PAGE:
thirdcrank wrote:On the point as to whether the inquiry was qualified to reach certain conclusions, Sir Martin Bick-Moore explains in detail how the evidence heard either justifies conclusions
Much of the report's criticism (extract below) of the LFB for its failure to plan, prepare and train for full evacuations in high rise rise buildings like Grenfell Tower was based on Generic Risk Assessment 3.2, a document issued by UK Government's Chief Fire & Rescue Adviser, which set out how UK Fire Authorities needed to address fire fighting in high rise buildings.
Generic Risk Assessment 3.2 appears to have been accepted at face value by the inquiry, whereas I would question whether those responsible for that document knew that the necessary technical guidance and training material/resources for undertaking full evacuations in high rise rise buildings did not exist.
In other words, the current and former Chief Fire & Rescue Advisers who issued that document and its revisions are/were all very senior fire officers. They all should have known from their own personal experience as senior fire officers serving in UK Fire Authorities, latterly typically as a Chief Fire Officer, that there was no such national guidance or training material.
I would like to have seen all the Chief Fire & Rescue Advisers in office when Generic Risk Assessment 3.2 was issued and later revised, give evidence to the inquiry regarding why they did not identify a lack of suitable and sufficient guidance and training on full evacuations in high rise rise buildings as something which specifically needed to be addressed if UK brigades were to be able to comply with Generic Risk Assessment 3.2.
That said, the current and former most senior officers in the LFB (as the brigade with the greatest exposure to high rise buldings), should themselves have identified the absence of the necessary guidance to enable them to fulfil those particular requirements of Generic Risk Assessment 3.2, and then engaged with the Chief Fire & Rescue Adviser, the Home Office and other UK Fire Brigades on a plan to develop suitable guidance and training.
27.1 The purpose of Generic Risk Assessment (GRA) 3.2 was to assist fire and rescue services in drawing up their own assessments of risk to meet their statutory obligations under the relevant Health and Safety at Work legislation. It recommended that contingency plans should be drawn up for individual premises, which should cover the spread of fire beyond the compartment of origin, the possible need for multiple rescues and the need for an operational evacuation plan in case “stay put” became untenable. It follows that fire and rescue services were expected to provide those who might become incident commanders at fires in high-rise buildings with training in evacuation and casualty removal tactics, as well as training to enable them to recognise when a full or partial evacuation has become necessary.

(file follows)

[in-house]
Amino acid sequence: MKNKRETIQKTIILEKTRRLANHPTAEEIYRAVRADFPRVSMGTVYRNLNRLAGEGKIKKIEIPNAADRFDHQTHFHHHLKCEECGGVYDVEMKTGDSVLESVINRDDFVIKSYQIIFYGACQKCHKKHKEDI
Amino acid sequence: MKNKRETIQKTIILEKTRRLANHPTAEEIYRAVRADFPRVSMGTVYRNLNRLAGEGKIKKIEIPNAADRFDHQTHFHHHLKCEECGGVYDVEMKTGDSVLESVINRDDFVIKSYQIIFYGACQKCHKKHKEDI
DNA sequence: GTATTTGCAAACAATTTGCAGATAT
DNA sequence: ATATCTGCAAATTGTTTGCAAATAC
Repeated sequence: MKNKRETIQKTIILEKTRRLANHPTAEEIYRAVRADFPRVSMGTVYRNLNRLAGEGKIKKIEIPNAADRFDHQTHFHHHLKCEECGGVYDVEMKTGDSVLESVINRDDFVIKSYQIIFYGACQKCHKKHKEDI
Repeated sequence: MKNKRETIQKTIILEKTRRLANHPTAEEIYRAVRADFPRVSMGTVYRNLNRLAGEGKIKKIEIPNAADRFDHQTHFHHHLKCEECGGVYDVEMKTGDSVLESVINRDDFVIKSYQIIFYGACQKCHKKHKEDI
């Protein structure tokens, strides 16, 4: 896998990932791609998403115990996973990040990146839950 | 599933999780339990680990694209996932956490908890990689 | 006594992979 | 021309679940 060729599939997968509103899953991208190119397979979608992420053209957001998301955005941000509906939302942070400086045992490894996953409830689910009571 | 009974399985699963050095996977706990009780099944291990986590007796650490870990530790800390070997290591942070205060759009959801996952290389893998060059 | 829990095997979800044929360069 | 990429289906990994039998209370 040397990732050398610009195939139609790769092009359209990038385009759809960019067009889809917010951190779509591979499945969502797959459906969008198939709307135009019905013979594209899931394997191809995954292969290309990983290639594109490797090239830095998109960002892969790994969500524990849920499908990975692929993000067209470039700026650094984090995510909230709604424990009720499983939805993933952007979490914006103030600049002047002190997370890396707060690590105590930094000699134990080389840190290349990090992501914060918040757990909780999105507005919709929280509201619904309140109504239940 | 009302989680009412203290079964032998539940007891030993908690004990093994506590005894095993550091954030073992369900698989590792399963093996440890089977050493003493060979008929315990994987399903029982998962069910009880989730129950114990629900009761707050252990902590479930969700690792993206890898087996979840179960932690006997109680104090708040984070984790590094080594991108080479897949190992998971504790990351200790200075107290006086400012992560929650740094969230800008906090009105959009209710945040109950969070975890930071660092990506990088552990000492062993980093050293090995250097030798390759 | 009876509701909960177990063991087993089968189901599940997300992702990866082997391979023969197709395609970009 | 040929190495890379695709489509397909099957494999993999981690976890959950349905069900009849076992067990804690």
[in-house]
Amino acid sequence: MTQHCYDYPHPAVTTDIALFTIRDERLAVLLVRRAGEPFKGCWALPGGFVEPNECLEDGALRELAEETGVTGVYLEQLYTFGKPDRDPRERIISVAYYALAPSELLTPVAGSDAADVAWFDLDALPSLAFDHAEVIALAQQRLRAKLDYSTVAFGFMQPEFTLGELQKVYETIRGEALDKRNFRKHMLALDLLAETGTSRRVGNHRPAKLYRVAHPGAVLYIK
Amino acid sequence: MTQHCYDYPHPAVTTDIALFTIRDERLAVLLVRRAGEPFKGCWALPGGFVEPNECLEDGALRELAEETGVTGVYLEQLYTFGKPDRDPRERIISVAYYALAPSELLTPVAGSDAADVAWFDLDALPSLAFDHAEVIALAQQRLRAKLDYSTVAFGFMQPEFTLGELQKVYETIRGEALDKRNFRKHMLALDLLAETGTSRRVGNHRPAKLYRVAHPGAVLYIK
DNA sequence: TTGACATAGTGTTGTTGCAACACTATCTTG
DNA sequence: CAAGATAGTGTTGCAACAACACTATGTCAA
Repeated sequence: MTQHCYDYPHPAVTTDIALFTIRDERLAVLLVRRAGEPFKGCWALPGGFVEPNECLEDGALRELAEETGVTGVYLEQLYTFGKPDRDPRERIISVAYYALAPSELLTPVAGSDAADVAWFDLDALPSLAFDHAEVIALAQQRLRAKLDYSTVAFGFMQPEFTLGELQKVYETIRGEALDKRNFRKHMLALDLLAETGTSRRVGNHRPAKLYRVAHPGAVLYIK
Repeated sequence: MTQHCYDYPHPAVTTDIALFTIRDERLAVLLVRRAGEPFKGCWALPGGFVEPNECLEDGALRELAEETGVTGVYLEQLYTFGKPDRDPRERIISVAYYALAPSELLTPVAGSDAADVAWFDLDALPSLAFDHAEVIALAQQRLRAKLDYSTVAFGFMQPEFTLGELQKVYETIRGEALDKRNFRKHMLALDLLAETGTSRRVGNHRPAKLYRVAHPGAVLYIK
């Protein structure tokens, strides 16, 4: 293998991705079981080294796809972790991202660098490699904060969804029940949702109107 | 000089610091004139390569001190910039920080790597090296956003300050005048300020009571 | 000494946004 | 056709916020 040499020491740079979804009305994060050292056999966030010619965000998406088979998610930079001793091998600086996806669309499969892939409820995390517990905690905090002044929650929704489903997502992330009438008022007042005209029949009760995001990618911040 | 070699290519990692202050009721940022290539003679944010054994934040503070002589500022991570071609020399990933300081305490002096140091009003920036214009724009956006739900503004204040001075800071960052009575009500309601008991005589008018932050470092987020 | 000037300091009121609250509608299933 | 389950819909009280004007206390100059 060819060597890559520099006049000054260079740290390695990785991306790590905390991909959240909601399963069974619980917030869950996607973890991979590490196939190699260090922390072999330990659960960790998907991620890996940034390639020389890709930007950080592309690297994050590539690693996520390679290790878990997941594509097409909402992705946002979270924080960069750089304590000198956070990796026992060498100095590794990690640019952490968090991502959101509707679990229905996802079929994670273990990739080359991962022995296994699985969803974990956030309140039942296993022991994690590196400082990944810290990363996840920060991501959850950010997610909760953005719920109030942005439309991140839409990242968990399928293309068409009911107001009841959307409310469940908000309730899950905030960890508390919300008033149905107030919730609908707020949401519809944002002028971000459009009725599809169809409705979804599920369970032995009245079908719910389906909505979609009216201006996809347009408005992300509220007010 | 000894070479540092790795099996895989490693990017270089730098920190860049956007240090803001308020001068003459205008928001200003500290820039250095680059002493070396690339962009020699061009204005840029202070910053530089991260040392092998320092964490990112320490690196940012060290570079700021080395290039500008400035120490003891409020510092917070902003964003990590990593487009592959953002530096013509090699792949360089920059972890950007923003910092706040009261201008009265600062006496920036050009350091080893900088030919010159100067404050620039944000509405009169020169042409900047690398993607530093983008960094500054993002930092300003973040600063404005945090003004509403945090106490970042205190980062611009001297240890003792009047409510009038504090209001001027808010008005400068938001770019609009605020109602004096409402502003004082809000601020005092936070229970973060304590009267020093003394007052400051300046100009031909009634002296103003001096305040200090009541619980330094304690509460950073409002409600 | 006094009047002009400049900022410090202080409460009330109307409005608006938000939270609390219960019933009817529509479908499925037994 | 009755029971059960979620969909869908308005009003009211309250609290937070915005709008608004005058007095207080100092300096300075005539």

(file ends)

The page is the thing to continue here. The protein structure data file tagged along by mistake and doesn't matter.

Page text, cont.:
27. 2 GRA 3.2 covers a substantial amount of ground relevant to the LFB’s knowledge of the risks at Grenfell Tower and their operations on the night of the fire itself which are examined elsewhere in this report. For present purposes, it clearly contemplated that total evacuation of a high-rise building should be an important part of any fire and rescue service’s contingency plan for such a building. I refer to pages 15, 16, 17, 19-20, 27, 29 and 49 of GRA 3.2. I need only quote three passages.
a. Page 17: “Contingency plans for particular premises should cover:
• fire spread beyond the compartment of origin and the potential for multiple rescues
• an operational evacuation plan being required in the event the “Stay Put” policy becomes untenable
• alternative communication arrangements to overcome any radio ‘blind spots’”
b. Pages 19-20: “Training, which will cover high rise incidents must include:
• Evacuation and casualty removal tactics. Incident Commanders should understand when a partial or full evacuation strategy might become necessary in a residential building where a “Stay Put” policy is normally in place.”
c. Page 29: “The advice offered to callers to remain in their property during fire survival guidance calls must be re-evaluated throughout an incident. Where circumstances make it necessary, an Incident Commander may need to consider changing the advice given. For example, callers may need to be advised to leave their property or to be guided from it by firefighters. The Incident Commander should also consider making use of all available systems within the building to communicate with occupants.”